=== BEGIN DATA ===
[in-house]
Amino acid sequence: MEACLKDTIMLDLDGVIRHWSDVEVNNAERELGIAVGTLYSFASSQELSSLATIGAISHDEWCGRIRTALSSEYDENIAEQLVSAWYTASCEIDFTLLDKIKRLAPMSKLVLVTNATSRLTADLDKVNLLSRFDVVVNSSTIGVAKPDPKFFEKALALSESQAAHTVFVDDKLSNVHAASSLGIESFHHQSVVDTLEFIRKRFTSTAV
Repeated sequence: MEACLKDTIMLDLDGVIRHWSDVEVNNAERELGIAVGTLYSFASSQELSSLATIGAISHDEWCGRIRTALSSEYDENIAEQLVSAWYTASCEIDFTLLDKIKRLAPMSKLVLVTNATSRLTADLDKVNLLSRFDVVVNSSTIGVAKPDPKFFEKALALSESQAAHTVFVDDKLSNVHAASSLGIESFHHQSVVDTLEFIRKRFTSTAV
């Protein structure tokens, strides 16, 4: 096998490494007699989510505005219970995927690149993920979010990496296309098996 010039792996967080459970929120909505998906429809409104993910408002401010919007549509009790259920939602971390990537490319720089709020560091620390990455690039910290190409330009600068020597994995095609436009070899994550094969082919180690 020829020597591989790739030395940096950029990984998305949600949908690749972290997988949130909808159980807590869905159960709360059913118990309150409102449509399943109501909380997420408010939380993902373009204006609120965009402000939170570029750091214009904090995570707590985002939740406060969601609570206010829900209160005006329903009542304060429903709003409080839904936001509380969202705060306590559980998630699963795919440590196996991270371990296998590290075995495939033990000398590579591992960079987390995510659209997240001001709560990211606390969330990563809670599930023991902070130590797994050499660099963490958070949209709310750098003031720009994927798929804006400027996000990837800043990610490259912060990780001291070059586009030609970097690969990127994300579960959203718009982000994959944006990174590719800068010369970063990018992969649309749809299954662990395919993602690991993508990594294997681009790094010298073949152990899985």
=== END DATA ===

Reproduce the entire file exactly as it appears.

[in-house]
Amino acid sequence: MEACLKDTIMLDLDGVIRHWSDVEVNNAERELGIAVGTLYSFASSQELSSLATIGAISHDEWCGRIRTALSSEYDENIAEQLVSAWYTASCEIDFTLLDKIKRLAPMSKLVLVTNATSRLTADLDKVNLLSRFDVVVNSSTIGVAKPDPKFFEKALALSESQAAHTVFVDDKLSNVHAASSLGIESFHHQSVVDTLEFIRKRFTSTAV
Repeated sequence: MEACLKDTIMLDLDGVIRHWSDVEVNNAERELGIAVGTLYSFASSQELSSLATIGAISHDEWCGRIRTALSSEYDENIAEQLVSAWYTASCEIDFTLLDKIKRLAPMSKLVLVTNATSRLTADLDKVNLLSRFDVVVNSSTIGVAKPDPKFFEKALALSESQAAHTVFVDDKLSNVHAASSLGIESFHHQSVVDTLEFIRKRFTSTAV
């Protein structure tokens, strides 16, 4: 096998490494007699989510505005219970995927690149993920979010990496296309098996 010039792996967080459970929120909505998906429809409104993910408002401010919007549509009790259920939602971390990537490319720089709020560091620390990455690039910290190409330009600068020597994995095609436009070899994550094969082919180690 020829020597591989790739030395940096950029990984998305949600949908690749972290997988949130909808159980807590869905159960709360059913118990309150409102449509399943109501909380997420408010939380993902373009204006609120965009402000939170570029750091214009904090995570707590985002939740406060969601609570206010829900209160005006329903009542304060429903709003409080839904936001509380969202705060306590559980998630699963795919440590196996991270371990296998590290075995495939033990000398590579591992960079987390995510659209997240001001709560990211606390969330990563809670599930023991902070130590797994050499660099963490958070949209709310750098003031720009994927798929804006400027996000990837800043990610490259912060990780001291070059586009030609970097690969990127994300579960959203718009982000994959944006990174590719800068010369970063990018992969649309749809299954662990395919993602690991993508990594294997681009790094010298073949152990899985």